Once I get my hands on this nightshade, there’s one thing I love to do. Put on the stovetop and burn it. The outcome?
A smoky, unforgettably tender eggplant with flesh that slices like butter. Eat it with feta, olives, a salad and some fresh bread and you’ll forget you’re in Riverdale. Here’s how to get there.
In the U.S., I opt for Italian eggplant. Choose a firm eggplant that’s not too big or else it won’t cook through completely.
4 medium Italian
Line the bottom of your stove with foil, cutting out a whole over each gas ring. This will help with easy clean up later.
Light up your stove to medium heat and place an eggplant over each. Let it cook until charred, blistered and soft on one side. It will begin to release juices and drip. Turn the eggplant over and continue on each side until completely tender, about 20 to 25 minutes.
Carefully transfer to a cutting board. Place board beside your sink. Place a small, stable object under the far end of your board (farther away from sink) in order to tilt the board slightly and allow any liquids to drip out of the eggplant and into the sink. Cut off the stem end and remove the black, charred skin very carefully. Squeeze some lemon juice over the eggplant.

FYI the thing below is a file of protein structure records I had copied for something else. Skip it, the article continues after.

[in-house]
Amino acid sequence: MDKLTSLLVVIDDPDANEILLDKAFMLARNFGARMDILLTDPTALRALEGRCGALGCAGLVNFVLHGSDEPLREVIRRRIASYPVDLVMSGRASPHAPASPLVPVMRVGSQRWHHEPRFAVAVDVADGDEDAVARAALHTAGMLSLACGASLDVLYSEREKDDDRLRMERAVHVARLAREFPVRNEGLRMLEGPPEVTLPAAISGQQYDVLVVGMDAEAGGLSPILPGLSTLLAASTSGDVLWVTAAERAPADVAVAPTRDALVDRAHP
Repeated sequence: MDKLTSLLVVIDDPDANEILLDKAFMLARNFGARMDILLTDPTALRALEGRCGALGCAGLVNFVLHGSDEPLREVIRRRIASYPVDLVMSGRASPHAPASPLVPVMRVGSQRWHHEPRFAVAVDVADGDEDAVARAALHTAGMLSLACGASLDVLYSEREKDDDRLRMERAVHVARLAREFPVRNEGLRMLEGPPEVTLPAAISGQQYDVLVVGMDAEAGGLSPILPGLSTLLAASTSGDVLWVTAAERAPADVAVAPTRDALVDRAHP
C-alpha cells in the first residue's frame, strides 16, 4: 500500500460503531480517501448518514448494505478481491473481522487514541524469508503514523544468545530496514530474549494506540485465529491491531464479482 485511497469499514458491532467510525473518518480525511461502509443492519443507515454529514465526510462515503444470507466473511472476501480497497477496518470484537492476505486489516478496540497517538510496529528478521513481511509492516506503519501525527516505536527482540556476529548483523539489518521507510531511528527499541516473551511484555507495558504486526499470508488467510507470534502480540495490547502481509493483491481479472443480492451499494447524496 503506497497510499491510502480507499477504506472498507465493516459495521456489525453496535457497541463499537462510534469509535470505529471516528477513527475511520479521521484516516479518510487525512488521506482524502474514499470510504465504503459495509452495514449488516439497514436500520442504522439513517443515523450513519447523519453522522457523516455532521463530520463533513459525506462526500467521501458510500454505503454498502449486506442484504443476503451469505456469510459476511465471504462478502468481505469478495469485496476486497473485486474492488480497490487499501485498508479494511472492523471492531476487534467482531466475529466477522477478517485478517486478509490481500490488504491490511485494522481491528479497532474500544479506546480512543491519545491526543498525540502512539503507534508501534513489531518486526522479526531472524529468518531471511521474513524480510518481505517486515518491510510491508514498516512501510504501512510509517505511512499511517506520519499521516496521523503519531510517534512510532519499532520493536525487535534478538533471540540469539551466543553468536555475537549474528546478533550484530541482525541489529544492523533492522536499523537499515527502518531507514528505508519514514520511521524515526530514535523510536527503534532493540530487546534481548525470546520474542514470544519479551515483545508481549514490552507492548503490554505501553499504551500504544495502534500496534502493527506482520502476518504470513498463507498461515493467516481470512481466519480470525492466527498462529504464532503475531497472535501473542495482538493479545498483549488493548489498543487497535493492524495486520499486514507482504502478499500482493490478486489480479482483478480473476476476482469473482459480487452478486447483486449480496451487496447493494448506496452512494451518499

After about 20 minutes, much of the liquid will have drained out of the flesh. Transfer the cooled eggplant to a storage container. Drizzle with a little lemon juice, olive oil and store in the refrigerator for up to 3 days.
When ready to serve, season with salt and pepper and a little more lemon juice and olive oil. The eggplant can be served on it’s own, drizzled with tahini or served with dairy products like feta or labane, a tart yogurt cheese popular in the Middle East. Don’t forget the bread.